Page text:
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As I am writing this, seven members of Occupy Miami and Occupy FIU (Florida International University) sit in Miami Dade County Jail.  Their crime was a severe one.  They were attempting to set up a concert at Florida International University to remember the victims of Haiti’s earthquake.  In the minds of members of Occupy FIU, they were given prior verbal approval for the event by the ombudsman.  In the eyes of the FIU police and Miami Dade Police, they were not.
There are others in the criminal justice world that are better suited to decide whether the newly named “FIU 7” deserve to be in jail or not.  But in the early morning hours, as I remember the original images of Haiti’s earthquake, as I remember the look on my friends faces as they were desperately trying to contact family members, as I remember wondering the fate of a few of my friends in Haiti at the time (they ended up being fine), I keep asking myself, “who really deserves to be in jail two years after the earthquake?”
On this week’s show, we interviewed lawyer and researcher Amber Ramanauskas and community leader Marleine Bastien about their thoughts on the anniversary.  This is what they had to say:
Amber, along with esteemed human rights lawyer (and Hurricane Katrina survivor) Bill Quigley wrote an enlightening and angering essay on where the money meant to help post-earthquake Haiti really went.  To read it is to gain perspective on who really deserves to be in jail. 
In the aftermath of the earthquake, the two most shocking things were how much the earthquake devastated Haiti and how much Americans wanted to help.  Within days, the majority of Americans either donated or wanted to donate to the relief effort.    Even more significant, Americans from all walks of life supported our government playing an active role in helping rebuild the proud island nation.  What did Americans get for their good will and Haitians for their epic suffering?  Nothing short of betrayal.
Within a year of the earthquake, most of the money for Haiti sat unspent in bank accounts.  Two years later, the money that has been spent raises even more questions.  Just consider that according to Quigley and Ramanauskas:
*The largest recipient of earthquake money was the US government,  and a third of that money went to the Department of Defense.  Many have said that the some of that aid funneled through the Department of Agriculture even helped cripple Haiti’s own rice industry.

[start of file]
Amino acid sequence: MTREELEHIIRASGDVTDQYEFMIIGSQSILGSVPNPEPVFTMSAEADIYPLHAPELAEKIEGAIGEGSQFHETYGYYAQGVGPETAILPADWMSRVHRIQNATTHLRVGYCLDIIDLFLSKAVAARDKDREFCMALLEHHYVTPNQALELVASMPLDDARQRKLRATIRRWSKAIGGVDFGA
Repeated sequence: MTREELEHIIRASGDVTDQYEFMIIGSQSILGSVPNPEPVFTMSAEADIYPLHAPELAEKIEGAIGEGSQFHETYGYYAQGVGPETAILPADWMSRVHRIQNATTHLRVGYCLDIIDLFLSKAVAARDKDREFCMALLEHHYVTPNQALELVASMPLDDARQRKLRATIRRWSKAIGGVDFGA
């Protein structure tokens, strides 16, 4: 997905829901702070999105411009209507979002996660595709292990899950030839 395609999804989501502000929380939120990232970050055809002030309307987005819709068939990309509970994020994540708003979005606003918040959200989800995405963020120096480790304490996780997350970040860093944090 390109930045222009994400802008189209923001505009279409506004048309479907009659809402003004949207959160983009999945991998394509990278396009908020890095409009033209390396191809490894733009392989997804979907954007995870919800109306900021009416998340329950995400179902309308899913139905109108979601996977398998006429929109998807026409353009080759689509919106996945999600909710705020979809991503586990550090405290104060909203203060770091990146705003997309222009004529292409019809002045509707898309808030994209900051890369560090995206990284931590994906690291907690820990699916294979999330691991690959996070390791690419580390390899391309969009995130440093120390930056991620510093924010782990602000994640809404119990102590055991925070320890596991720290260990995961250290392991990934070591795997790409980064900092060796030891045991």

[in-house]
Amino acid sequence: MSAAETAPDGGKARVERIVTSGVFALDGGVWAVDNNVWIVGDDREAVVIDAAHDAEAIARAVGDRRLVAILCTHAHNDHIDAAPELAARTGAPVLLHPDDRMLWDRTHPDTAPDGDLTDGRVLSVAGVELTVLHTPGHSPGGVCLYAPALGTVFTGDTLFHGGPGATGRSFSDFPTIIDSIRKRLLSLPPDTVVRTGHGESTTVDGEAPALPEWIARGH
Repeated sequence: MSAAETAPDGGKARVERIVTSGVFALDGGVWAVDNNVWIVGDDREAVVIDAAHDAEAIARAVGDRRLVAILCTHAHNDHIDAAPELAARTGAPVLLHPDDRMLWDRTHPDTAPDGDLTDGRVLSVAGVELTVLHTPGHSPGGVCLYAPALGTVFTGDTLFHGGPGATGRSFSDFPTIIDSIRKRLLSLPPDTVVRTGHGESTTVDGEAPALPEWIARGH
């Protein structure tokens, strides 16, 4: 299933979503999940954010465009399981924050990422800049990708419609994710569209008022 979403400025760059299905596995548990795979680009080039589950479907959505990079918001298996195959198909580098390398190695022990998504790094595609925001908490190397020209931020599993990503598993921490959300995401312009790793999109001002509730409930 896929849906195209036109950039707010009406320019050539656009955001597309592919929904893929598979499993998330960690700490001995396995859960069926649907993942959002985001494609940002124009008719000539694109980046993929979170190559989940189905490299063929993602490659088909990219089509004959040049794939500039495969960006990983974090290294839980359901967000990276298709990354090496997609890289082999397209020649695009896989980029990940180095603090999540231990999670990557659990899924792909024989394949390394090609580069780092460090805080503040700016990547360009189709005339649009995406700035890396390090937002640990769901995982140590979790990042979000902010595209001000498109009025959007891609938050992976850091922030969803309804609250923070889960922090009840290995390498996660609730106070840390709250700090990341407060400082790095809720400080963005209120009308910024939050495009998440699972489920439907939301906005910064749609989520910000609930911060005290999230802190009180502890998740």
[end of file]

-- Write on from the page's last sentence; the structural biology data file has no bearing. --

*Only a small percentage of money went to Haitian companies, non-profits, or Haiti’s government.  This is even as Haitians have hit the streets demanding more jobs.  On our show, Marleine explained how Haitian American non-profits saw their funding cut and had to layoff workers as they were increasing their services to earthquake victims. 
*Some money went to for-profit disaster companies like Florida-based Ashbritt.
Even now, a lot of the money needed to rebuild Haiti’s infrastructure still hasn’t been spent.  Yet two years after Haiti’s tragedy, both Marleine and Amber recount that Haiti looks like the earthquake happened two weeks ago.  On this day, two years after Haiti finally captured our hearts 200 years after it should have, someone deserves to be in jail.  But is it really the FIU 7?

Wednesday, Dec. 21 @ 7pm EST

How to have happy holidays when you are broke…
As part of our ongoing “when you are broke” series, we will talk with Bill Losey, formerly of CNBC, about spending, saving, avoiding debt, and all of that during Christmas, Hannukah, Kwanza, Solstice, and just “give me presents” day.

But first… Keeping houses occupied as homes over the holidays
Our governments and banks have down about as much to stem the tide of people getting kicked out of their homes as they have finding life on Planet Pandora (if you have to look, it doesn’t exist).  But that hasn’t stopped everyone from the Occupy movement, to community organizations, to everyday people from taking things into their own hands and taking back their own land.  Well that trend started right here is Miami, with “Take Back The Land” founder Max Rameau.  We will speak to folks that are fighting foreclosures the hard way now.  And we will have a sort of homecoming interview with Max about whether Occupying homes will be the new occupation for 99%-ers (check our first interview with him a year and a half ago here).

But first first…Egypt democracy redux…again
We were one of the first radio shows to bring you the fight for democracy in Egypt as it was just beginning.  But it seems like the current temporary/wannabe permanent rulers of the largest country in the Middle East (and Africa’s second largest) keep confusing their “d” words (democracy, dictatorship, despotism, doubling down on dissent).  We will talk to Egyptian American activists about the today and tomorrow of the ongoing struggle for democracy.

plus check our last last show here…